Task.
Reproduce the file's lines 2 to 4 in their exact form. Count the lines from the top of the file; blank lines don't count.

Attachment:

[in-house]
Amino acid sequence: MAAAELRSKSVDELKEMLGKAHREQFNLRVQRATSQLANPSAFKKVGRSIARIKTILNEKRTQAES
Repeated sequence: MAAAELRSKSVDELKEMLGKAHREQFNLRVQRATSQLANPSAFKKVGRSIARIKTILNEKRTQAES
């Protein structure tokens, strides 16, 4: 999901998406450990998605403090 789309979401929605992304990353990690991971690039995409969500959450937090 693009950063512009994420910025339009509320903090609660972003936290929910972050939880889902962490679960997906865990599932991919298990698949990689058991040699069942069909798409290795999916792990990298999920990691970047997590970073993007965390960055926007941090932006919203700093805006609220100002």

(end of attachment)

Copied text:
Amino acid sequence: MAAAELRSKSVDELKEMLGKAHREQFNLRVQRATSQLANPSAFKKVGRSIARIKTILNEKRTQAES
Repeated sequence: MAAAELRSKSVDELKEMLGKAHREQFNLRVQRATSQLANPSAFKKVGRSIARIKTILNEKRTQAES
């Protein structure tokens, strides 16, 4: 999901998406450990998605403090 789309979401929605992304990353990690991971690039995409969500959450937090 693009950063512009994420910025339009509320903090609660972003936290929910972050939880889902962490679960997906865990599932991919298990698949990689058991040699069942069909798409290795999916792990990298999920990691970047997590970073993007965390960055926007941090932006919203700093805006609220100002």